Understanding Stdin, Stdout, and Stderr Streams in Linux

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If you ever used vim, nano, or read commands, you were already using the stdin stream.

Or if you were listing the files and directories from your system using the ls command, you were using the stdout stream.

In case you misspelled your command or interpreted something wrong, you were using the stderr stream.

I mean to say that if you were interacting with a Linux terminal and performing any command execution or piping the two commands, you already had them in use.

Tutorial Details

DescriptionStdin, Stdout, and Stderr Streams
Difficulty LevelModerate
Root or Sudo PrivilegesNo
OS CompatibilityUbuntu, Manjaro, Fedora, etc.
Prerequisitescat, echo, read, ls
Internet RequiredNo
  • stdin a.k.a. β€œstandard input,” will take the text as input.
  • stdout a.k.a. β€œstandard output”, is the output of a command that is stored in this stream.
  • stderr a.k.a. β€œstandard error”, stores the command error or diagnostic information.

Also, Linux assigns unique values to each of these data streams.


In Linux, you do not need to find this file or perform any action for them; they are already part of your Linux system and attached to your terminal device (e.g., β€œ/dev/ttyβ€œ).

Whenever you execute any command in your terminal, this stream will sit in the back and watch the command you execute, and then the one that is required will come into use.

For example, if you execute the read command in your terminal, it will ask for input from your keyboard taking the use of stdin stream.

$ read
Hello folks, this is the stdin example from linuxtldr.com


usage of stdin stream in read command

Now, if you were listing the current directory, you would execute the β€œls” command, which would return or stream the data to stdout, and the terminal would print it out.

$ ls -l


usage of stdout stream in ls command

However, if I misspell the same command above as shown,

$ ls -l randomstring


demonstrating stderr stream using ls command

Above, I provided an invalid argument to the β€œls” command, which resulted in the β€œNo such file or directory” error that is returned to stderr stream by the β€œls” command.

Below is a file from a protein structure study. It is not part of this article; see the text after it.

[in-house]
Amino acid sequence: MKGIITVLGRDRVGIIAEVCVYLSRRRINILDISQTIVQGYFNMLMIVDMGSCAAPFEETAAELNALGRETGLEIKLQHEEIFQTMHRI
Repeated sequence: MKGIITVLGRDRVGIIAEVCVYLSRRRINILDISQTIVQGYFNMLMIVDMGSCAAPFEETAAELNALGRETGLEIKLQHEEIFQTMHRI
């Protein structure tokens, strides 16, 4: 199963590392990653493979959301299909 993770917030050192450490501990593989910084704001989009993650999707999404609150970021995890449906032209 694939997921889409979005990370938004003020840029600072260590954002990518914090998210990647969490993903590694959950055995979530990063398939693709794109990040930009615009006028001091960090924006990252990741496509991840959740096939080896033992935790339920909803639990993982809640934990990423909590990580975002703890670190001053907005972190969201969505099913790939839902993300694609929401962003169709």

Piping the Two Commands

Using the stdin, stdout, and, in some cases, stderr can be used to pipe one command output as another command input, and vice versa, using the β€œ|” sign.

For example, you can use the β€œ|” sign to pipe the echo command output (stdout stream) to the grep command (stdin stream) as shown.

$ echo "Hello folks!" | grep Hello


stdout and stdin stream example

If you want to pipe stdout and stderr to the next command, use the β€œ|&” instead.

Without error:

$ echo "Hello folks!" |& cat


piping stdout and stderr to next command without error

With error:

$ randomstring |& cat


piping stdout and stderr to next command with error

Redirecting the Commands

In the above, you learn to pipe two different commands using the β€œ|” sign and redirect stdout or stderr streams’ data to the stdin stream.

However, you can use an β€œ>” sign to write this data into a file or redirect it to the another command as argument.

$ echo "Hello folks!" > file.txt


stdout and stdin stream example

The above command will take the stdout stream data from the echo command and redirect it to the target file (ex: β€œfile.txtβ€œ).

Remember, when you execute the above command in the present directory, if there is no β€œfile.txtβ€œ, it will create a fresh file.

But if there is already a file with the same name as the target file in the present directory (ex: β€œfile.txtβ€œ), it will overwrite it by removing the present content with new content (β€œHello, folks!β€œ) into the file.

However, you can prevent this from happening by using the β€œ>>” double redirection symbol, which will write the stdout stream data at the end of the target file.

$ echo "Hello folks!" >> file.txt


Appending new content to a file without removing the older content

However, you can also take the stdin stream data as an input from another command instead of using the keyboard, as shown.

$ cat < file.txt 


using stdin stream from another command

The above cat command is working as stdin data (without the use of a keyboard) from the file (ex, β€œfile.txtβ€œ), which is working as stdout data.

Redirecting the stdout and stderr

Until now, we were redirecting the stdout data to stdin and vice versa. However, you can also redirect the stdout and stderr streams together to the stdin stream using their unique values, as shown.

$ echo "Hello folks!" 1> output.txt 2>errors.txt


redirecting stdin and stderr stream output to a new file

The above command will not throw an error, so only stdout data will be redirected to stdin, and β€œoutput.txt” will have the β€œHello folks!” content.

However, if you execute the wrong command or misspell it, as shown.

$ randomcommand 1> output.txt 2>errors.txt

It will only modify the β€œerrors.txt” file with the error message that came from the stderr stream, as shown.

redirecting stdin and stderr stream output to a new file with wrong command

That’s all for now. I tried to explain this concept to you as simply as possible for beginners to understand.

They are simply used to stream data from one point to another, much like rivers flow from one end to another.

In case you are unable to understand anything or are still unclear with the concept, do let us know in the comment section.

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